Wednesday, January 29, 2020

Veteran collapses after learning value of Rolex

West Fargo, North Dakota, USA (January 29, 2020) VRI — The “Antiques Roadshow” guest kept his cool as an appraiser said his watch, snagged decades ago in the Air Force, was no ordinary Rolex. Informed that it was a lot like a model once worn by Paul Newman that auctions for $200,000, the camouflage-bandanna-clad owner just nodded.

David on Antiques Roadshow

Then the appraiser noted the tiny word “Oyster” inscribed on the clock’s face. That made the trinket “extremely, extremely rare,” the kind of watch that sells for $400,000.

The man toppled backward to the ground with enough force that his feet flew up into the air.

There was laughter and a mildly concerned “You OK?” — but also more good news to come. The Rolex was also in nearly perfect condition, the grinning watch-owner heard next. The discount purchase that set him back $345.97 in 1974 — in the range of a month’s military salary — was now worth between $500,000 and $700,000.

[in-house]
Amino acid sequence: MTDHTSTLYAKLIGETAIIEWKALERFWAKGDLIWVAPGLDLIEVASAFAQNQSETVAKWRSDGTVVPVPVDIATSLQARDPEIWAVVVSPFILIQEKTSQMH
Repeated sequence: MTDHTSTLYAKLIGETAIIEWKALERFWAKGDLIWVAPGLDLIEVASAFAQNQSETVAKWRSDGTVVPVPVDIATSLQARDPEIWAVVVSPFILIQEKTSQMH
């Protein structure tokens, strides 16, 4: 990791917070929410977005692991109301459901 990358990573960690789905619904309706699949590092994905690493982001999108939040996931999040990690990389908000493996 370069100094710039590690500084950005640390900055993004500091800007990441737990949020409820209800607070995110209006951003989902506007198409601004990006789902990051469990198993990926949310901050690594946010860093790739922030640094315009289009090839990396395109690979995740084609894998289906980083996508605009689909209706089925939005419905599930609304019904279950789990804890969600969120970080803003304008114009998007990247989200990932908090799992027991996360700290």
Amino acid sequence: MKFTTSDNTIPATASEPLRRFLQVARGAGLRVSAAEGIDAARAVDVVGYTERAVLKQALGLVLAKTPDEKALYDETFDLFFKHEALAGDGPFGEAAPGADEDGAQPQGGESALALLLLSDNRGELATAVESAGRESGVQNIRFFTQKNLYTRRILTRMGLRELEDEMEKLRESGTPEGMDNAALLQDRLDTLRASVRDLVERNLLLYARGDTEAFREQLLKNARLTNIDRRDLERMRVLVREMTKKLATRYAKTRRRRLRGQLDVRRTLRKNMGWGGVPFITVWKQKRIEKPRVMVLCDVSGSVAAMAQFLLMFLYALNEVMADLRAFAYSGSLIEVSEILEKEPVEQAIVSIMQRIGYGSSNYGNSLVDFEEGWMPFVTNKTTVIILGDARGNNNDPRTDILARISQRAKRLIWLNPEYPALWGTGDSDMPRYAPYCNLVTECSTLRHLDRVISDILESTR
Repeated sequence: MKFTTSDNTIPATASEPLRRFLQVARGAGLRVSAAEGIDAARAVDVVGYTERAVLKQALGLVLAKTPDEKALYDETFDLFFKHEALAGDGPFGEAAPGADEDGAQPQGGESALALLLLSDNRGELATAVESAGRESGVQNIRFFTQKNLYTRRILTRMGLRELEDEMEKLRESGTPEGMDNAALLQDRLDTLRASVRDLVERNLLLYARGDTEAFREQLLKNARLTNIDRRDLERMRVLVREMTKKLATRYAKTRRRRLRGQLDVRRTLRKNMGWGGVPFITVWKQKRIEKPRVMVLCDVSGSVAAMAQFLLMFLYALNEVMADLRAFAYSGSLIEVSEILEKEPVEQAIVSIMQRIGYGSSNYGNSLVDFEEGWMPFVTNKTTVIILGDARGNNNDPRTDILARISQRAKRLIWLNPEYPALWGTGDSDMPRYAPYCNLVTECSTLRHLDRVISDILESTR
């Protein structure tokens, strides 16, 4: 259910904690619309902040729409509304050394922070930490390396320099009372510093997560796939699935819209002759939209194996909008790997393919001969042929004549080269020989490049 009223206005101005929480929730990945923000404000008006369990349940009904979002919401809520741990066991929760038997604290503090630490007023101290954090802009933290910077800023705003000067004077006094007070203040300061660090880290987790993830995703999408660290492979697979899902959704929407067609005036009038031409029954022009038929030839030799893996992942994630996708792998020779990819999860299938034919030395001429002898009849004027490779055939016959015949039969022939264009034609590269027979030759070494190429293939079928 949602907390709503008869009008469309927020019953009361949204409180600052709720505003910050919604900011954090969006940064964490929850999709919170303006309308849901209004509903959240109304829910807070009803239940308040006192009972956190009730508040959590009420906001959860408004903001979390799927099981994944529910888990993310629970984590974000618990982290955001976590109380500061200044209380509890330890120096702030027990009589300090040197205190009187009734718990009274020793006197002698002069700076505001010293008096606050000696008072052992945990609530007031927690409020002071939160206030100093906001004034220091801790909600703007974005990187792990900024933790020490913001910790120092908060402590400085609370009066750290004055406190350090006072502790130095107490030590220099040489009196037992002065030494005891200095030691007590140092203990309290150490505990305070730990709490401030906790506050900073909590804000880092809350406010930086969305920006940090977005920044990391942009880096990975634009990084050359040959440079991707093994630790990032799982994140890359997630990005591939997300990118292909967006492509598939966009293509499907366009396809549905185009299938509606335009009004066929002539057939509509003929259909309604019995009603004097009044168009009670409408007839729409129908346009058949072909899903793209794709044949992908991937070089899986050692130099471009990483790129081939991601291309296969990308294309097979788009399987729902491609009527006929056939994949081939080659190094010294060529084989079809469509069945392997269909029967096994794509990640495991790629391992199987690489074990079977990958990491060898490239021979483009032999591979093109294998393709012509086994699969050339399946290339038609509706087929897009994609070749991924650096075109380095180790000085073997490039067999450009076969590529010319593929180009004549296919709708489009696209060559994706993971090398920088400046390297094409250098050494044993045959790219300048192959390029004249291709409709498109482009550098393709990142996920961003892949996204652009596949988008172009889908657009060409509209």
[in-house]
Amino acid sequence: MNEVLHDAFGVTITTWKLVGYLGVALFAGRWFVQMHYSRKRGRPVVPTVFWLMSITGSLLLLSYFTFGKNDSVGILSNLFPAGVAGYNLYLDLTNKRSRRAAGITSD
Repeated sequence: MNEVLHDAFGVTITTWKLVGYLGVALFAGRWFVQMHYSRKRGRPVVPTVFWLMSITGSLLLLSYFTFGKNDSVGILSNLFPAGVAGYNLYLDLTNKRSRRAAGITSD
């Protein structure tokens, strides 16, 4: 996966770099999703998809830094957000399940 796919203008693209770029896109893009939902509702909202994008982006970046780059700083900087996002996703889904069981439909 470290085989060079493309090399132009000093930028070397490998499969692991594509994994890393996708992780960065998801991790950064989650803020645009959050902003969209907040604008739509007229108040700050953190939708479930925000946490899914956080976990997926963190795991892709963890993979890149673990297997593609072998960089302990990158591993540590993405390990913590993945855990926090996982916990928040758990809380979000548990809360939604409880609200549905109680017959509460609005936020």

Appraiser Peter Planes declared it one of the greatest watches he’d ever seen on “Antiques Roadshow.” The moment, filmed on tour in a North Dakota pioneer town, would top the season’s finds and would delight staff who said they’ve never seen a guest literally floored, even on a TV show that thrives on stunning people with the value of objects often tucked away for years.

“It’s one of the rarest Paul Newman models, and in this condition, I don’t think there’s a better one in the world,” Planes said in Monday’s kickoff for the program’s 24th season.

The watch’s owner, whom “Antiques Roadshow” has identified only as David, greeted the final dollar estimate with closed eyes and a word that was bleeped out.

David explained on Monday’s show that he became interested in a Rolex while stationed in Thailand in the 1970's, working to clear roads of land mines and to clean up munition storage spots. He noticed that airline pilots seemed to wear the watches — but they were out of his price range.